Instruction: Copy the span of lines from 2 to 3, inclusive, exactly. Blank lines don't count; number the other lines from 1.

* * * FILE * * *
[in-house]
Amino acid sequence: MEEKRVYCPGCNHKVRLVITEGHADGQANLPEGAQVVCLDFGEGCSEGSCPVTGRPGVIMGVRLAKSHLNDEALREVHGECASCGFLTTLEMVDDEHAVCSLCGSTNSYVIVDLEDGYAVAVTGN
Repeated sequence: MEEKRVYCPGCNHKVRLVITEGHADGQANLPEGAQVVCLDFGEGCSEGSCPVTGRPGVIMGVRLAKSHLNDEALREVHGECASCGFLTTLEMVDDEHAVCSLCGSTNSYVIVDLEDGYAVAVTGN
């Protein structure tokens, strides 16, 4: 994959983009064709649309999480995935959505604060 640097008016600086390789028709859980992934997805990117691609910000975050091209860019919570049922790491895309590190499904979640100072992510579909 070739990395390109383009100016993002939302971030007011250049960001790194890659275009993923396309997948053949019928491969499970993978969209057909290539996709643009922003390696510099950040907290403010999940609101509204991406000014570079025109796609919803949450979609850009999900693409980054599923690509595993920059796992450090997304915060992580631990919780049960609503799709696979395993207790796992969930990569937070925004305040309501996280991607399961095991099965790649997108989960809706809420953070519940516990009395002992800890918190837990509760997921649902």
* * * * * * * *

Amino acid sequence: MEEKRVYCPGCNHKVRLVITEGHADGQANLPEGAQVVCLDFGEGCSEGSCPVTGRPGVIMGVRLAKSHLNDEALREVHGECASCGFLTTLEMVDDEHAVCSLCGSTNSYVIVDLEDGYAVAVTGN
Repeated sequence: MEEKRVYCPGCNHKVRLVITEGHADGQANLPEGAQVVCLDFGEGCSEGSCPVTGRPGVIMGVRLAKSHLNDEALREVHGECASCGFLTTLEMVDDEHAVCSLCGSTNSYVIVDLEDGYAVAVTGN